Thursday, January 5, 2017

“Murder in Adland” by Bruce Beckham

Detective Inspector Daniel Skelgill of the Cumbria Police is fishing by himself in England’s Lake District – one of the greatest pleasures he finds in life. His mobile phone rings, and he grouses at the interruption as he answers it. There went the pleasure of solitude and fish. A murder has been reported at one of the area hotels.

His usual partner on leave, Skelgill arrives at the hotel still in his fishing gear, and meets his assigned partner – Detective Sergeant Emma Jones. She’s still dressed for an undercover operation at a warehouse rave party, which means barely dressed. Together they begin to investigate the murder of a partner in an advertising firm, co-headquartered in London and Edinburgh and having a firm holiday in the Lake District.

Suspects and possible motives abound. There’s the wife of the deceased, who might have gotten a little tired of her husband’s philandering. There’s the other owner-partner, sweating a possible sale of the fire. There are employees, jealous of both the wife and each other. There’s a former employee, recently fired, who says he was birdwatching but can’t really account for his time.

Bruce Beckham
Murder in Adland is mystery writer Bruce Beckham’s first novel in the Inspector Skelgill Investigates series (there are a total of eight, not to mention three other books not part of the series written by the author). Beckham is an award-winning copywriter and author, lives in Great Britain, and is a member of the Society of Authors. Based on the scenes and settings of this novel, he is also likely well-versed in mountain running, birdwatching, and fishing. And the Lake District.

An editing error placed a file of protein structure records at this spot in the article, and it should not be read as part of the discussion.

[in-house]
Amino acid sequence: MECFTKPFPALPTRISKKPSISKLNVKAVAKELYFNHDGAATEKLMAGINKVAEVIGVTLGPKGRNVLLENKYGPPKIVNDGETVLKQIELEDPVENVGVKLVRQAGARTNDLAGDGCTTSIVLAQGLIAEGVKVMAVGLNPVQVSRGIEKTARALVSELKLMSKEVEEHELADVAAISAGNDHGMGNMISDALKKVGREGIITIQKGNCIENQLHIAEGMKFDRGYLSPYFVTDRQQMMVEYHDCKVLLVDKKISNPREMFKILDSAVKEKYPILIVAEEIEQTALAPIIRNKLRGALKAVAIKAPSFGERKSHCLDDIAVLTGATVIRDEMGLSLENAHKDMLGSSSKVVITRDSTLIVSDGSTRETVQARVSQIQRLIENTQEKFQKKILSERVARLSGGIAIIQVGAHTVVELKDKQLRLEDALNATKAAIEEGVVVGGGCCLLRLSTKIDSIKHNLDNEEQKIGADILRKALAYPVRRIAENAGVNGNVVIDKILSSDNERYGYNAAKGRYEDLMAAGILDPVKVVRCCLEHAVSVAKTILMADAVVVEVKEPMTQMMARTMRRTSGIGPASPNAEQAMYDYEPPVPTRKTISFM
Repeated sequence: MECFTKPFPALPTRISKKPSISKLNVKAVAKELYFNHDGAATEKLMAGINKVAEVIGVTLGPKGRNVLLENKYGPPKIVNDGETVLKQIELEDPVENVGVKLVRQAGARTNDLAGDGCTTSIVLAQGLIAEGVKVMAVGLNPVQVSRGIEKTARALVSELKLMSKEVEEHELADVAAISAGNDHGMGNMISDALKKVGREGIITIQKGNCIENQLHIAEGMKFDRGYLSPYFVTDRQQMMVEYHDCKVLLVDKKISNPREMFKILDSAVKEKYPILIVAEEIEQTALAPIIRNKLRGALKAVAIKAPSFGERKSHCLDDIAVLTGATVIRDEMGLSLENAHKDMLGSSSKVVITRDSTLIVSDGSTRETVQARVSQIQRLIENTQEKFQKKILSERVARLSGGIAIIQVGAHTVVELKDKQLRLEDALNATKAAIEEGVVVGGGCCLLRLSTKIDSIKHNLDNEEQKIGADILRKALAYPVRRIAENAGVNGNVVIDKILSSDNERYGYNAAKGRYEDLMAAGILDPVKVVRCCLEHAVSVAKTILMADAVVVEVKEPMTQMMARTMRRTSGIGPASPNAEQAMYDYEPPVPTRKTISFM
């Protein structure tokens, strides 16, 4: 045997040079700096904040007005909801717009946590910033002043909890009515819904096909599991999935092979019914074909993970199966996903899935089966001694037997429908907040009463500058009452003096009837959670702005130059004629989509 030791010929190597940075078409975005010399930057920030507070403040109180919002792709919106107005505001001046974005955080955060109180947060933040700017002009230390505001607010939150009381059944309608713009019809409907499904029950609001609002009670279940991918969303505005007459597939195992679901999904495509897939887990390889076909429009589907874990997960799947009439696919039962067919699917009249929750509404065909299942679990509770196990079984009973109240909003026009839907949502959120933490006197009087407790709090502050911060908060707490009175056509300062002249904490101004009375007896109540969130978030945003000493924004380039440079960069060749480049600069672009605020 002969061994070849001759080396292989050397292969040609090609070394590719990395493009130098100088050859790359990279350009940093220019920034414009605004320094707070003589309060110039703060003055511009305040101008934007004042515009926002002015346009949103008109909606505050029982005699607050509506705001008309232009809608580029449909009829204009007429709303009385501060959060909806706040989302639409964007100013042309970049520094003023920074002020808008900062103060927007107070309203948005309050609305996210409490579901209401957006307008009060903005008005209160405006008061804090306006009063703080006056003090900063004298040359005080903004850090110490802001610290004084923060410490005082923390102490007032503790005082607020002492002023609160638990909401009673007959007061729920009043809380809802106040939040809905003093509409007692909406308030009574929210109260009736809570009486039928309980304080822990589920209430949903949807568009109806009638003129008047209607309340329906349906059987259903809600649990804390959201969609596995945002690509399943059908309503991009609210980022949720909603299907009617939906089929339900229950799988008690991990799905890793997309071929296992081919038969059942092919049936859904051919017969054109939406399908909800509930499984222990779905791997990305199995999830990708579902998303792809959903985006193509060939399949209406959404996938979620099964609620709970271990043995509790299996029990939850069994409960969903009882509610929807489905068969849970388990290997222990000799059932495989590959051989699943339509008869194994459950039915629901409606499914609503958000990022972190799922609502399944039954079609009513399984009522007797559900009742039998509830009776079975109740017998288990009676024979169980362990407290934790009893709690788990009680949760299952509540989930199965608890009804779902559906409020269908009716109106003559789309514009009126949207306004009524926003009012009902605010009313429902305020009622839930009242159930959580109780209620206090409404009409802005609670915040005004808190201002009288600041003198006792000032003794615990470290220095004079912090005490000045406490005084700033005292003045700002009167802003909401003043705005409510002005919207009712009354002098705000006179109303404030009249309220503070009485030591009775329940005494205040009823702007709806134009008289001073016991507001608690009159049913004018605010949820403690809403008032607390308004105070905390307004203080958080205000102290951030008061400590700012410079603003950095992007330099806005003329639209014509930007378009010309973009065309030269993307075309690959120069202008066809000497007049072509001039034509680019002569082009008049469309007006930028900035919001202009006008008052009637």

The detectives’ investigations lead them to London and Edinburgh, with a side trip to Norfolk (for the birdwatching). Time after time each lead ends in nothing, and Skellgill is in danger of losing the case to a rival in the police force. And then he goes fishing, and it is while sitting in his boat on the lake that a seemingly insignificant detail comes to mind.

Written in the present tense (which adds a sense of urgency and even tension), Murder in Adland is an entertaining introduction to a new police detective series.

Photograph of the English Lake District by George Hodan via Public Domain Pictures. Used with permission.

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